In the following TABLES:
" "--is used to indicate flags, counters and subroutine names.
"#"--is used to indicate input signals.
"$"--is used to indicate output signals.
":"--is used to indicate macro instructions, system subroutines, system flags, and data, etc.
For further explanation of the mnemonics and particular instructions utilized by the following routines, the reader is directed to Intel Corporation's Programming Manual for the 8080 Microcomputer System. ##SPC1## ##SPC2## ##SPC3## ##SPC4## ##SPC5## ##SPC6## ##SPC7## ##SPC8##
Referring particularly to the timing chart shown in FIG. 40, an exemplary copy run wherein three copies of each of two simplex or one-sided originals in duplex mode is made. Referring to FIG. 32, the appropriate button of copy selector 808 is set for the number of copies desired, i.e. 3 and document handler button 822, sorter select button 825 and two sided (duplex) button 811 depressed. The originals, in this case, two simplex or one-sided originals are loaded into tray 233 of document handler 16 (FIG. 14) and the Print button 805 depressed. On depression of button 805, the host machine 10 enters the PRINT state and the Run Event Table for the exemplary copy run programmed is built by controller 18 and stored in RAM section 546. As described, the Run Event Table together with Background routines serve, via the multiple interrupt system and output refresh (through D.M.A.) to operate the various components of host machine 10 in integrated timed relationship to produce the copies programmed.
During the run, the first original is advanced onto platen 35 by document handler 16 where, as seen in FIG. 41, three exposures (1ST FLASH SIDE 1) are made producing three latent electrostatic images on belt 20 in succession. As described earlier, the images are developed at developing station 28 and transferred to individual copy sheets fed forward (1ST FEED SIDE 1) from main paper tray 100. The sheets bearing the images are carried from the transfer roll/belt nip by vacuum transport 155 to fuser 150 where the images are fixed. Following fusing, the copy sheets are routed by deflector 184 (referred to as an inverter gate in the tables) to return transport 182 and carried to auxiliary tray 102. The image bearing sheets entering tray 102 are aligned by edge pattern 187 in preparation for refeeding thereof.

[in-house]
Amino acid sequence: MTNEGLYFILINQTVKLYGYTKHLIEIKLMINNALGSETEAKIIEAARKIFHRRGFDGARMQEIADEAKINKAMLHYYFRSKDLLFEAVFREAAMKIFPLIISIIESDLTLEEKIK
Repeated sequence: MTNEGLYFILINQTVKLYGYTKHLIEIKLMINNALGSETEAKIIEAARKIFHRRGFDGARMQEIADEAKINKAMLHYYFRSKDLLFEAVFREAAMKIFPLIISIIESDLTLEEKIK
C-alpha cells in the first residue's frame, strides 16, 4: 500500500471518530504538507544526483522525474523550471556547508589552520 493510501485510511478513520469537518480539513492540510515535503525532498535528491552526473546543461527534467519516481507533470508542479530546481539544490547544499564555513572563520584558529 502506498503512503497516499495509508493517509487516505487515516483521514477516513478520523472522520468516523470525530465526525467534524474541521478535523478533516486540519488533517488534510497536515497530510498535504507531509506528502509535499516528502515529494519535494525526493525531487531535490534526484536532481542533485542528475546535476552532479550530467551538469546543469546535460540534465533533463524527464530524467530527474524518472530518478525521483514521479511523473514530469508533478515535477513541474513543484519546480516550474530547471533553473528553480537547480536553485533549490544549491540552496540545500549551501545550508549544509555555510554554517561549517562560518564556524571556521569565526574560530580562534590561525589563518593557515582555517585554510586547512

Following delivery of the last copy sheet to auxiliary tray 102, the document handler 16 is activated to remove the first original from platen 35 and bring the second original into registered position on platen 35. The second original is exposed three times (FLASH SIDE 2), the resulting images being developed on belt 20 at developing station 28 and transferred to the opposite or second side of the previously processed copy sheets which are now advanced (FEED SIDE 2) in timed relationship from auxiliary tray 102. Following transfer, the side two images are fused by fuser 150 and routed, by gate 184 toward stop 190, the latter being raised for this purpose. Abutment of the leading edge of the copy sheet with stop 190 causes the sheet trailing edge to be guided into discharge chute 186, effectively inverting the sheet, now bearing images on both sides. The inverted sheet is fed onto transport 181 and into an output receptacle such as sorter 14 where, in this example, the sheets are placed in successive ones of the first three trays 212 of either the upper or lower arrays 210, 211 respectively depending on the disposition of deflector 220.